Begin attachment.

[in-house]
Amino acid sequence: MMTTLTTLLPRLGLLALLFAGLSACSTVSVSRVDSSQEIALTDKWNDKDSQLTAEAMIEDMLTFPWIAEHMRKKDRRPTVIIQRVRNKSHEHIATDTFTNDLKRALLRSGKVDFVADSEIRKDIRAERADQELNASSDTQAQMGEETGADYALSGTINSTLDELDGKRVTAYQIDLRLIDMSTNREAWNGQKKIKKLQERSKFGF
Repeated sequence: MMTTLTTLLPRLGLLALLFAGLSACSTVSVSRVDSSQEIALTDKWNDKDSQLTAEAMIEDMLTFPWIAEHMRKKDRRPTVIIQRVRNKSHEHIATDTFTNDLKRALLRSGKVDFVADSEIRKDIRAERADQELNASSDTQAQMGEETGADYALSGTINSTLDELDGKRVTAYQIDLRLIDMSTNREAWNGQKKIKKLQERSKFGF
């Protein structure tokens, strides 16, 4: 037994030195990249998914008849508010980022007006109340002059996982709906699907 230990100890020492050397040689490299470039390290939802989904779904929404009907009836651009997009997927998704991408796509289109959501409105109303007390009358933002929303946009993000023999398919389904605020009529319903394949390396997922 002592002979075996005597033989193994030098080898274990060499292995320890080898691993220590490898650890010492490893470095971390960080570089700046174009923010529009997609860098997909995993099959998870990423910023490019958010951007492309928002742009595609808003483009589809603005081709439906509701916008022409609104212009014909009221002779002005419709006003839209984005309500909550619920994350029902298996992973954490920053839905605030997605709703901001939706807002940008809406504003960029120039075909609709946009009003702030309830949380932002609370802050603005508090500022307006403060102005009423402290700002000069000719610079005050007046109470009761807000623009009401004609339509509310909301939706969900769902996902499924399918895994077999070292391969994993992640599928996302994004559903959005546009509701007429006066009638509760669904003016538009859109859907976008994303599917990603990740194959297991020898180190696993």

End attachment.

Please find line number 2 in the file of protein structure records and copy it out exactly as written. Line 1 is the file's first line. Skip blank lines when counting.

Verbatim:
Amino acid sequence: MMTTLTTLLPRLGLLALLFAGLSACSTVSVSRVDSSQEIALTDKWNDKDSQLTAEAMIEDMLTFPWIAEHMRKKDRRPTVIIQRVRNKSHEHIATDTFTNDLKRALLRSGKVDFVADSEIRKDIRAERADQELNASSDTQAQMGEETGADYALSGTINSTLDELDGKRVTAYQIDLRLIDMSTNREAWNGQKKIKKLQERSKFGF